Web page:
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Ms. WATSON. Mr. Speaker, I yield 3 minutes to the gentleman from New Jersey, RUSH D. HOLT.
Mr. HOLT. Mr. Speaker, I thank the gentlelady from California.
I rise to express strong support for House Resolution 1677, offered by Mr. Manzullo, and I rise to denounce the flawed, undemocratic election that took place in Burma earlier this month. For nearly half a century now, the liberties of the Burmese people have been held hostage by successive military rulers. The regime refused to honor the results of open elections held in recent decades and then forced the acceptance of a new, illegitimate constitution in a sham referendum. Last week, the junta once again chose to disregard the will of the Burmese people by staging a fraudulent election.
When I first visited Burma decades ago, I learned what a difference a misguided regime could make. Burma had been a vibrant country known as the ``rice bowl of Asia.'' Burma had had a rich history, fertile land, abundant resources, and a productive population. In the years following the coup in the early 1960s, the authoritarian regime impoverished a nation and brutalized a people. The generals have rejected the choices of the Burmese citizens, imprisoned or killed political dissidents, and failed to address humanitarian suffering caused by their own mismanagement and by tragic natural disasters. The United States has a duty to stand firmly against the military's human rights abuses and to work for justice, reconciliation, and the rule of law in Burma.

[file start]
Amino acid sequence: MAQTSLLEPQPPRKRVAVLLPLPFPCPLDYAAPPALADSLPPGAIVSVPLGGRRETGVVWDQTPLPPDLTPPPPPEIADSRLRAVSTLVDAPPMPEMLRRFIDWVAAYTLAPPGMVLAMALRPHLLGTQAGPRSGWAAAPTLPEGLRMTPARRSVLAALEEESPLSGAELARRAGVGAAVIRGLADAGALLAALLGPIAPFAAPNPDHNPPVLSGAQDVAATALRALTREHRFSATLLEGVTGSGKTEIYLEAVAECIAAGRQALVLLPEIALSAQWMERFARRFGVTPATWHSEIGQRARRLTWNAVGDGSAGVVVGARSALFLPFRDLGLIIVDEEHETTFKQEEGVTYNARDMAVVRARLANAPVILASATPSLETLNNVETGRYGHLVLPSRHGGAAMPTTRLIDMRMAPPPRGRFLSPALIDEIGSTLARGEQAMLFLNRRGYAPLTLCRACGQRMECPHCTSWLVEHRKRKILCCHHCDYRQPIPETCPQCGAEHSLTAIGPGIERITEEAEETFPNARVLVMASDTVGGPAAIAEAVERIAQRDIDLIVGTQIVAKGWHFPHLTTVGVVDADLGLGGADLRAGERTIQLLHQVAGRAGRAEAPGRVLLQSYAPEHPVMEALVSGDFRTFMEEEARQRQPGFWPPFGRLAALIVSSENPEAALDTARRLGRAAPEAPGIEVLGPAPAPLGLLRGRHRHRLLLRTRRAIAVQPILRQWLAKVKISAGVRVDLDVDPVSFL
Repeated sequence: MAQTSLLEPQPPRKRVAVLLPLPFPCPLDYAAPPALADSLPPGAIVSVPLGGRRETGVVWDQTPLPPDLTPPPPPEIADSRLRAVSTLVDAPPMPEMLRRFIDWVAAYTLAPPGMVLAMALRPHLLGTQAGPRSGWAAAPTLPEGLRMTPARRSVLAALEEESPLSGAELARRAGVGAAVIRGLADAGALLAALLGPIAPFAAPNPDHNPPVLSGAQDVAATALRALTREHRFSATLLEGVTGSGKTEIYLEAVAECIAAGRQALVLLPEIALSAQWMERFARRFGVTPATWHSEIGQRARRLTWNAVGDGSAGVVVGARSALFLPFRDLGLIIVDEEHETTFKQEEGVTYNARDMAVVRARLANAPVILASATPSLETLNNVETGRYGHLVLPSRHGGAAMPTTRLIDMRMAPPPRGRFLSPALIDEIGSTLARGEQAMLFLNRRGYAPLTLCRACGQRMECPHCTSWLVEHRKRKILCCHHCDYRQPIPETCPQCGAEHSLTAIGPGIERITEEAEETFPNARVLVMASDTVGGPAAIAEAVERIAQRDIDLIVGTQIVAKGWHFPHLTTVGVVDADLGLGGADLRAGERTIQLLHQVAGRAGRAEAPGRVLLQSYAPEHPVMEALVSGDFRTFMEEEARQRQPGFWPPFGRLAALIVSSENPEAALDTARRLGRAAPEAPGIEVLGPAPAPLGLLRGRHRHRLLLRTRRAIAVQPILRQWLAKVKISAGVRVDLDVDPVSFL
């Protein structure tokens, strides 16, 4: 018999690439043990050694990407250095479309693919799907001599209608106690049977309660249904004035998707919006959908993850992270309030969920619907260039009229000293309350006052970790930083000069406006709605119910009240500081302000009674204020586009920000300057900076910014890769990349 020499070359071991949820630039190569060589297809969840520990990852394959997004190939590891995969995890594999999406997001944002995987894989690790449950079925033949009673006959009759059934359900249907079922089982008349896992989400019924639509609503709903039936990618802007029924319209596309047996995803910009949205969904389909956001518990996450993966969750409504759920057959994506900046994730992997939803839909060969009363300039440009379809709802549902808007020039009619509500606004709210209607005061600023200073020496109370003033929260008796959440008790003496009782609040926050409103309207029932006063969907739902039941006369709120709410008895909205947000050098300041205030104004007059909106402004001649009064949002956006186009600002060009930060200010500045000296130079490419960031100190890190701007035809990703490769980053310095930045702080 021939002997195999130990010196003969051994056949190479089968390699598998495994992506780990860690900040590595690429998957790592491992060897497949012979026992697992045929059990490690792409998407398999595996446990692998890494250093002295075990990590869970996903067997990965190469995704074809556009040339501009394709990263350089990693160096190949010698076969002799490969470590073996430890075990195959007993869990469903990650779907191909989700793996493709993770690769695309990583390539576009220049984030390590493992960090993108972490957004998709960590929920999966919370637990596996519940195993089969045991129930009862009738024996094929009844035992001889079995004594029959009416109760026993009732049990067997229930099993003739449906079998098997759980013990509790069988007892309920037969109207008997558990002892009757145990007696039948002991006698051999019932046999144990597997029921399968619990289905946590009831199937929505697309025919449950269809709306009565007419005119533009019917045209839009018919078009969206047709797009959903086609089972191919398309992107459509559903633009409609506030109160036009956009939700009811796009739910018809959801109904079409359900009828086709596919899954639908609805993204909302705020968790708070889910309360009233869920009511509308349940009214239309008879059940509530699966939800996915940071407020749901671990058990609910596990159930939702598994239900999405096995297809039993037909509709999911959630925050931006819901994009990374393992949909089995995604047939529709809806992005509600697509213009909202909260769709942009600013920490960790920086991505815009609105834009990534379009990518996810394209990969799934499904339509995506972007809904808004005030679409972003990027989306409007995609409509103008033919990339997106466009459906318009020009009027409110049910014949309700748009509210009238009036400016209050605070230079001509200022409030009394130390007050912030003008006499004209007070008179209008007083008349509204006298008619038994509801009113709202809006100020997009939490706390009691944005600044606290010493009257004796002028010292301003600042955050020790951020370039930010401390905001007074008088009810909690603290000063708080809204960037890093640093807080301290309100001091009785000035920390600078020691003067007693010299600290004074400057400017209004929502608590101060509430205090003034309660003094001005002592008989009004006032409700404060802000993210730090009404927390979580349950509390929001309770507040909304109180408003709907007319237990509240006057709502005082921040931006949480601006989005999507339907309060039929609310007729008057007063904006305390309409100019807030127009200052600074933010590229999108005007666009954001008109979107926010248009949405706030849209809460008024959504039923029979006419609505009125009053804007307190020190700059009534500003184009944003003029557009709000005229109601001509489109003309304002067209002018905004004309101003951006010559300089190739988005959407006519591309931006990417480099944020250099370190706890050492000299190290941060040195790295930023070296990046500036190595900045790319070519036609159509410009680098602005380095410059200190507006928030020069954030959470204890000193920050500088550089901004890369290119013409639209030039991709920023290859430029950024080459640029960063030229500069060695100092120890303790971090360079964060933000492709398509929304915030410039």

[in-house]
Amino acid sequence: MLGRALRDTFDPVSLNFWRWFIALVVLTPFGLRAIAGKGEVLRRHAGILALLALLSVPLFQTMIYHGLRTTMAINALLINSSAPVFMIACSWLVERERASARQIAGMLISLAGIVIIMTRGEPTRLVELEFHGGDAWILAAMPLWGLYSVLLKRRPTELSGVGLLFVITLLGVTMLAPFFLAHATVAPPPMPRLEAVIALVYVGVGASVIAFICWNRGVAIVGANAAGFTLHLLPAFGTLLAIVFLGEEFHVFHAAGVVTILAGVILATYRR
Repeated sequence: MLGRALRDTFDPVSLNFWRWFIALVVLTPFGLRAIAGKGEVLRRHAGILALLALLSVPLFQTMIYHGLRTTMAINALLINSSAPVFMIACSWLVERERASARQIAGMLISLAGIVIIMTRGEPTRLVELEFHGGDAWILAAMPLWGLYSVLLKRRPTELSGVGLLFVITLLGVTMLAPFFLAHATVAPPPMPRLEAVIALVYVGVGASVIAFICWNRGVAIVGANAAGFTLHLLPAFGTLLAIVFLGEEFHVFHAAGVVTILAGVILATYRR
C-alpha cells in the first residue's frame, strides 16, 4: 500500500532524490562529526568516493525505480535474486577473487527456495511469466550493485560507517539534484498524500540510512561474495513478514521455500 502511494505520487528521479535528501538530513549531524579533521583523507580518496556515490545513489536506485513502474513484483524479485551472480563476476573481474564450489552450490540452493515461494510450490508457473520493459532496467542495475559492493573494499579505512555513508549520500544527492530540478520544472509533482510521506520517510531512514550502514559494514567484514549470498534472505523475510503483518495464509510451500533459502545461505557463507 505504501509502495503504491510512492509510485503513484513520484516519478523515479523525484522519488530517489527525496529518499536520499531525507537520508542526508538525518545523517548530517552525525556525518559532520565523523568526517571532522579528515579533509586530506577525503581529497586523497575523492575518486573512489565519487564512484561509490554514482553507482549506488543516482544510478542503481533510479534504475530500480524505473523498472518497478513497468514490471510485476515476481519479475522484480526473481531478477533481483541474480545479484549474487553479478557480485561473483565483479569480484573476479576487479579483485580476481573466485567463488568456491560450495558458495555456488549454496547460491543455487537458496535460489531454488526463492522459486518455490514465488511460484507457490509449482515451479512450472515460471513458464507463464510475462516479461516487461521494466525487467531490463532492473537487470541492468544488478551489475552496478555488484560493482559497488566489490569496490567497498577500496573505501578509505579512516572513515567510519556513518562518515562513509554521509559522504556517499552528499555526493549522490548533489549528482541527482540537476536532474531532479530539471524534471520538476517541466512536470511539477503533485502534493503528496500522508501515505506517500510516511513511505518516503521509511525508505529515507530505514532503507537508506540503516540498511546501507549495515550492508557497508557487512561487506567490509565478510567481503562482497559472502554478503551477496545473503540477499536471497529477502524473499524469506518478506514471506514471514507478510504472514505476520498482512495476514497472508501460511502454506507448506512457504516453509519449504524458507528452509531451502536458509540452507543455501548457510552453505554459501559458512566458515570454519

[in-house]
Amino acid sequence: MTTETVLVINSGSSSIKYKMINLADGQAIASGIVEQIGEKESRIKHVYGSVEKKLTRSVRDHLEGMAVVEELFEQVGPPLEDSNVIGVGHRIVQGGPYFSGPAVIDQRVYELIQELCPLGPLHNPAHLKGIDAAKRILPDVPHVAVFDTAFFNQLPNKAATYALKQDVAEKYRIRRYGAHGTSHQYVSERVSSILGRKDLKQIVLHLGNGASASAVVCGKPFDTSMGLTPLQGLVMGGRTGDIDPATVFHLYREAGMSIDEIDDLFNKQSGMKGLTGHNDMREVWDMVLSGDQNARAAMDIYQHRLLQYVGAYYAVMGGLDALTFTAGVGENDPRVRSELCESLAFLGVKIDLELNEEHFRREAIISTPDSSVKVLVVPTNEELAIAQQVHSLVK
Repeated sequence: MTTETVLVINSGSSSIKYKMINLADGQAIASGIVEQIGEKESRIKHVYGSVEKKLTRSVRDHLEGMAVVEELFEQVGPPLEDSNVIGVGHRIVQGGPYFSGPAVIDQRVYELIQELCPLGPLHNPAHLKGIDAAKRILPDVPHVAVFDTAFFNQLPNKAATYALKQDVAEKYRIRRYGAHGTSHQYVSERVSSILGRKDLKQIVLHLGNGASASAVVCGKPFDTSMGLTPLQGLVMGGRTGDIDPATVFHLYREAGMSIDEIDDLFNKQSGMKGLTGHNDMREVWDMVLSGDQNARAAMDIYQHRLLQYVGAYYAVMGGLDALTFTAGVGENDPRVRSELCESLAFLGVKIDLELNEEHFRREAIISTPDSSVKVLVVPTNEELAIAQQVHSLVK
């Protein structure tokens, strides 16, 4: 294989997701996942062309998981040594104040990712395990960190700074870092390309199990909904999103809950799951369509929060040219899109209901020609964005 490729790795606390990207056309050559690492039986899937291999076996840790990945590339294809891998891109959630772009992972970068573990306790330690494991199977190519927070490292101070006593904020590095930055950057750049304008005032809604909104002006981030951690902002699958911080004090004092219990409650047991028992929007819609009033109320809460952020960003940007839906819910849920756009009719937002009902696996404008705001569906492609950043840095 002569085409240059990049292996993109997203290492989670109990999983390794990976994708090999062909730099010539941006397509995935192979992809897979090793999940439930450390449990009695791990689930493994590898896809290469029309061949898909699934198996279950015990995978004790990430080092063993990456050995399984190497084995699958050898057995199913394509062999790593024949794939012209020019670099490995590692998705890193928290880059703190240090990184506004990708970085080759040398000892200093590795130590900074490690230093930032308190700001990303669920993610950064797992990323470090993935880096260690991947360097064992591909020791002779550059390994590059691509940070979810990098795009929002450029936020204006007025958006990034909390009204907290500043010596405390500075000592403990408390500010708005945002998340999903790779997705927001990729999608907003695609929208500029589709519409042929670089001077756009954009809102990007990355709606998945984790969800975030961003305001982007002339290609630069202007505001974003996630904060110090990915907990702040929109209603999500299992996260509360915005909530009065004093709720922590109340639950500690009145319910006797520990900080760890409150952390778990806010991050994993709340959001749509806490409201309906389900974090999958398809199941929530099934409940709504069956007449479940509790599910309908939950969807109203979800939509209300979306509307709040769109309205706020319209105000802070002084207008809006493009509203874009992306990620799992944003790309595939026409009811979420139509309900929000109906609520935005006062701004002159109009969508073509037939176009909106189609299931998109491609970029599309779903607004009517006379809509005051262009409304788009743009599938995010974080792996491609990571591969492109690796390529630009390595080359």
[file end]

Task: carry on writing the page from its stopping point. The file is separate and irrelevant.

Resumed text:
I join with those around the world celebrating the recent release from house arrest of Nobel Peace Prize Laureate Aung San Suu Kyi, who has led the nonviolent struggle for democratic reforms in Burma, at great personal sacrifice, for over three decades. The outpouring of support and affection for her is a clear signal that the spirit of liberty endures among the Burmese people. Yet we must be mindful of history's lessons. The military junta will not tolerate actions that threaten its iron grip on power. That is why the United States must continue to pressure the regime to end its repressive practices and to accept an immediate transition toward a more democratic government that respects human rights and respects the aspirations of the Burmese people.
I urge my colleagues to support this resolution.
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